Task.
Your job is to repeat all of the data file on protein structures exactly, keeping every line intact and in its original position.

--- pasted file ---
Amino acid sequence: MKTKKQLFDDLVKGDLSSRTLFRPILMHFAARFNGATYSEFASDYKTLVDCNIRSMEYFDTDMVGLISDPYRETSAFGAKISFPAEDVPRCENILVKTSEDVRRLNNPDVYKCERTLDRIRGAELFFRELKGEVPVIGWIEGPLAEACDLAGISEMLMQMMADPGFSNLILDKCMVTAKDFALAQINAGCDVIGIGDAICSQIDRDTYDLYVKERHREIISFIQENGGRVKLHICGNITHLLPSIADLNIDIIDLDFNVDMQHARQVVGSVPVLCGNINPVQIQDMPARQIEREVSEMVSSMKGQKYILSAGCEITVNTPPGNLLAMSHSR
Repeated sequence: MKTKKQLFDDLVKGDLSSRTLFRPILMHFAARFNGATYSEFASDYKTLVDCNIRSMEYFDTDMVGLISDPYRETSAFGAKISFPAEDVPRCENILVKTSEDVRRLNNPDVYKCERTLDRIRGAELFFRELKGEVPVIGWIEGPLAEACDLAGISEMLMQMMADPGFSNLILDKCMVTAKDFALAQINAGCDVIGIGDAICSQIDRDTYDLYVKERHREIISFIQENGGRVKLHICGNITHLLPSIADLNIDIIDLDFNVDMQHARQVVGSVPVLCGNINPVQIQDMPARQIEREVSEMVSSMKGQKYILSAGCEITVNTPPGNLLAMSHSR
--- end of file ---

Amino acid sequence: MKTKKQLFDDLVKGDLSSRTLFRPILMHFAARFNGATYSEFASDYKTLVDCNIRSMEYFDTDMVGLISDPYRETSAFGAKISFPAEDVPRCENILVKTSEDVRRLNNPDVYKCERTLDRIRGAELFFRELKGEVPVIGWIEGPLAEACDLAGISEMLMQMMADPGFSNLILDKCMVTAKDFALAQINAGCDVIGIGDAICSQIDRDTYDLYVKERHREIISFIQENGGRVKLHICGNITHLLPSIADLNIDIIDLDFNVDMQHARQVVGSVPVLCGNINPVQIQDMPARQIEREVSEMVSSMKGQKYILSAGCEITVNTPPGNLLAMSHSR
Repeated sequence: MKTKKQLFDDLVKGDLSSRTLFRPILMHFAARFNGATYSEFASDYKTLVDCNIRSMEYFDTDMVGLISDPYRETSAFGAKISFPAEDVPRCENILVKTSEDVRRLNNPDVYKCERTLDRIRGAELFFRELKGEVPVIGWIEGPLAEACDLAGISEMLMQMMADPGFSNLILDKCMVTAKDFALAQINAGCDVIGIGDAICSQIDRDTYDLYVKERHREIISFIQENGGRVKLHICGNITHLLPSIADLNIDIIDLDFNVDMQHARQVVGSVPVLCGNINPVQIQDMPARQIEREVSEMVSSMKGQKYILSAGCEITVNTPPGNLLAMSHSR